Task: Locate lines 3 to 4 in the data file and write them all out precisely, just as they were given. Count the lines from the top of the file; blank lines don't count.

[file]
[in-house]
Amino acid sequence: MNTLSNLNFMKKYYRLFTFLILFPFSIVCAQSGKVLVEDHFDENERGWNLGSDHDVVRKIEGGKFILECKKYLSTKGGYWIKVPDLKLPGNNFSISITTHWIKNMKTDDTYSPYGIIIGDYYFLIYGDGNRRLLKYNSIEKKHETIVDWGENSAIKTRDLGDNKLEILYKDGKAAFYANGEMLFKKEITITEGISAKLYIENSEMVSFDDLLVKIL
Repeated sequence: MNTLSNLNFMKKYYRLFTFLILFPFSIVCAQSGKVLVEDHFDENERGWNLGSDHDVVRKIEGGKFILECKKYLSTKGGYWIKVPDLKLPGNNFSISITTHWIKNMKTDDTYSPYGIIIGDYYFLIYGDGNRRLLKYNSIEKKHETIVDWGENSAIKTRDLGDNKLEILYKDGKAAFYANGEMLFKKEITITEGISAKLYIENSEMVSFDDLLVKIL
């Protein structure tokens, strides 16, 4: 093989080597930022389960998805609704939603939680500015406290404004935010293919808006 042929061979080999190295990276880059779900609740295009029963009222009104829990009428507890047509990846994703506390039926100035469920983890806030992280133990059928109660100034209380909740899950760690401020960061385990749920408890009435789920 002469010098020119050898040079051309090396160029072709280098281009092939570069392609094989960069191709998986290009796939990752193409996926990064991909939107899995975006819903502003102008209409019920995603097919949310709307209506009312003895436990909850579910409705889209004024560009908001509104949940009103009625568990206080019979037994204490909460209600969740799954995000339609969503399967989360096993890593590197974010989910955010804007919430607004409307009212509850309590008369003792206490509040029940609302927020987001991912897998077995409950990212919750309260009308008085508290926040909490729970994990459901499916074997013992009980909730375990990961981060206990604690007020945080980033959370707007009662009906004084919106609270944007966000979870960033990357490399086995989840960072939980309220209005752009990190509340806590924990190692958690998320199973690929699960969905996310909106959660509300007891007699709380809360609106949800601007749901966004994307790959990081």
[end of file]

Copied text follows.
Repeated sequence: MNTLSNLNFMKKYYRLFTFLILFPFSIVCAQSGKVLVEDHFDENERGWNLGSDHDVVRKIEGGKFILECKKYLSTKGGYWIKVPDLKLPGNNFSISITTHWIKNMKTDDTYSPYGIIIGDYYFLIYGDGNRRLLKYNSIEKKHETIVDWGENSAIKTRDLGDNKLEILYKDGKAAFYANGEMLFKKEITITEGISAKLYIENSEMVSFDDLLVKIL
């Protein structure tokens, strides 16, 4: 093989080597930022389960998805609704939603939680500015406290404004935010293919808006 042929061979080999190295990276880059779900609740295009029963009222009104829990009428507890047509990846994703506390039926100035469920983890806030992280133990059928109660100034209380909740899950760690401020960061385990749920408890009435789920 002469010098020119050898040079051309090396160029072709280098281009092939570069392609094989960069191709998986290009796939990752193409996926990064991909939107899995975006819903502003102008209409019920995603097919949310709307209506009312003895436990909850579910409705889209004024560009908001509104949940009103009625568990206080019979037994204490909460209600969740799954995000339609969503399967989360096993890593590197974010989910955010804007919430607004409307009212509850309590008369003792206490509040029940609302927020987001991912897998077995409950990212919750309260009308008085508290926040909490729970994990459901499916074997013992009980909730375990990961981060206990604690007020945080980033959370707007009662009906004084919106609270944007966000979870960033990357490399086995989840960072939980309220209005752009990190509340806590924990190692958690998320199973690929699960969905996310909106959660509300007891007699709380809360609106949800601007749901966004994307790959990081």